Academic journal article Hong Kong Journal of Psychiatry

Language Disorganisation in Schizophrenia: Validation and Assessment with a New Clinical Rating Instrument

Academic journal article Hong Kong Journal of Psychiatry

Language Disorganisation in Schizophrenia: Validation and Assessment with a New Clinical Rating Instrument

Article excerpt

SUMMARY

Existing rating scales for formal thought disorder do not fully take into consideration levels of language organisation as suggested by modem linguistics science. A new scale, the Clinical Language Disorder Rating Scale (CLANG), is proposed using a framework based upon linguistically meaningful levels of organisation. The scale was validated in an extensive sample of 204 Hong Kong Chinese schizophrenic patients. Good interrater and internal reliabilities were obtained. Factor analysis revealed three major domains of language disorder captured by the scale: the semantic level, the syntactic level, and the production level. Satisfactory convergent and criterion validity were established by comparing CLANG subscale scores with ratings based on other standard instruments. We conclude that CLANG is a reliable, valid and informative instrument for clinical assessment of language disorder in schizophrenia.

Keywords: formal thought disorder, language, schizophrenia, rating instrument, validation.

INTRODUCTION

Formal thought disorder (language disorganisation) is an important sign in schizophrenia, Compared to other psychotic symptoms (such as hallucination and delusions), language disorganization could be directly observed and is not dependent upon subjective report of abnormal experiences on the part of the patient. Consequently language disorganization can be regarded as one of the more informative clinical marker of brain dysfunction in psychosis (Taylor et al 1994). Another impetus for the study of language disorganisation has been the delineation of a disorganization syndrome in schizophrenia (in which language dysfunction is a major component) which is independent of positive and negative symptoms (Sell et al 1994; Bassett et al 1994; Thompson & Meltzer, 1993; Malta et al 1993; Peralta et al 1992). Recent neuroimaging studies have provided preliminary evidence for specific neurobiological correlates of the disorganisation syndrome (Liddle et al 1992; Rossi et al 1994; Shenton et al 1992).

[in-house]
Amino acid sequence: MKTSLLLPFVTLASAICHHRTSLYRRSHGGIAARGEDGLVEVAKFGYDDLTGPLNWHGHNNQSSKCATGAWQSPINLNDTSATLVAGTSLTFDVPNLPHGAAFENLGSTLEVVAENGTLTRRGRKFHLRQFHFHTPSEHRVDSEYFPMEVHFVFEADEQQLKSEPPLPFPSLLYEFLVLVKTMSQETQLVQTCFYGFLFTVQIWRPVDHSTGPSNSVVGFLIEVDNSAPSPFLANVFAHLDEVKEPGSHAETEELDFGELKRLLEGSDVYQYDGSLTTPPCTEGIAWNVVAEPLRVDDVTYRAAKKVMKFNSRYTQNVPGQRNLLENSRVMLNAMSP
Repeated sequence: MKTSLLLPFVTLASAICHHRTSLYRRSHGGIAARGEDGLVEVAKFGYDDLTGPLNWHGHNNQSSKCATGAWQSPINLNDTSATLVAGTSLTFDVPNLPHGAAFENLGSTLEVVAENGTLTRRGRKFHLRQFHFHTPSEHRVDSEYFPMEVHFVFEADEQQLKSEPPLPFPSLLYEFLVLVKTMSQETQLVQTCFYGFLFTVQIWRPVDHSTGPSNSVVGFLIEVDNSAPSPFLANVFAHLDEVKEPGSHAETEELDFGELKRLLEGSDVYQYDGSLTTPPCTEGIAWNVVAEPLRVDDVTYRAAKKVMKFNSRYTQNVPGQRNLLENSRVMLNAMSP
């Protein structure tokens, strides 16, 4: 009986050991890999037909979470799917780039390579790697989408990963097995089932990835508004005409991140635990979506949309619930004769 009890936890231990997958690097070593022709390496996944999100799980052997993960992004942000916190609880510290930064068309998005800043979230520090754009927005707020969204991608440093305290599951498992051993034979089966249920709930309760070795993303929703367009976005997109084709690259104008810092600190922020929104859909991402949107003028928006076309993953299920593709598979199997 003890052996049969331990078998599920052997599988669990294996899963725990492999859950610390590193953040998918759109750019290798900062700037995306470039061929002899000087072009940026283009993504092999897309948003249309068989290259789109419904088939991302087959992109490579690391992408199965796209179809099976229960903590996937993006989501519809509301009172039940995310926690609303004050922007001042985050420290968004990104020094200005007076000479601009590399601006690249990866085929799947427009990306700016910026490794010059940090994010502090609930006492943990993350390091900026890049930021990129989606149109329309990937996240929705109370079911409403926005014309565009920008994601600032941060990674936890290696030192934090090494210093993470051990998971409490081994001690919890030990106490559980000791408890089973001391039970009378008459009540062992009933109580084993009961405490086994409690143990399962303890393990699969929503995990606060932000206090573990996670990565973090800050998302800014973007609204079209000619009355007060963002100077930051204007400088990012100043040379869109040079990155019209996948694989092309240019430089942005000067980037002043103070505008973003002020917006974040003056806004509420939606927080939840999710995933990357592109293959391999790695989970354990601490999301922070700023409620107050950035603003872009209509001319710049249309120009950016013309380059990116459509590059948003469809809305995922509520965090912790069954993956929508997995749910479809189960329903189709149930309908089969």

Evaluation of language disorder in psychiatry has not been a trivial task. Many approaches have evolved in the past decades. They could be divided into two board categories: firstly, detailed post hoc analysis of language output (e.g. complexity of sentence structure, relative frequencies of adjectives and qualifying clauses etc.) (Manschreck et al 1991; King et al 1990; Morice, 1986; Fraser et al, 1986; Morice & McNicol, 1985 & 1986; Morice & Igram, 1983); and secondly, real-time ratings based on clinician judgment (Simpson & Davis, 1985). The former is time consuming and objective rating is mostly confined to the level of syntax (grammar) analysis. Clinician-rated scales have the additional advantage of full access to all levels of contextual information.

However, existing clinician-rated scales for formal thought disorder suffer from a variety of shortcomings. For example, the Thought, Language and Communication disorder rating scale (TLC) (Andreasen & Grove, 1986; Andreasen, 1979a & 1979b) adopted and re-defined some relatively dated psychopathological terms and does not take into full consideration recent advances in the understanding of language organization. There is consequently need for a new and relatively simple rating instrument which is based on a modem psycholinguistic framework.

Studies in psycholinguistics over the last few decades have suggested several different levels of language organization. At each level basic units interact with one another and operate within a distinct set of rules unique to the level. For example, words are constructed from phonemes (basic units of speech sound) based on particular rules (not all permutations of letters and phonemes are legal). At the level of syntax, sentences are constructed from words and clauses according to grammatical rules. Semantics addresses how meanings are conveyed by words or clauses. …

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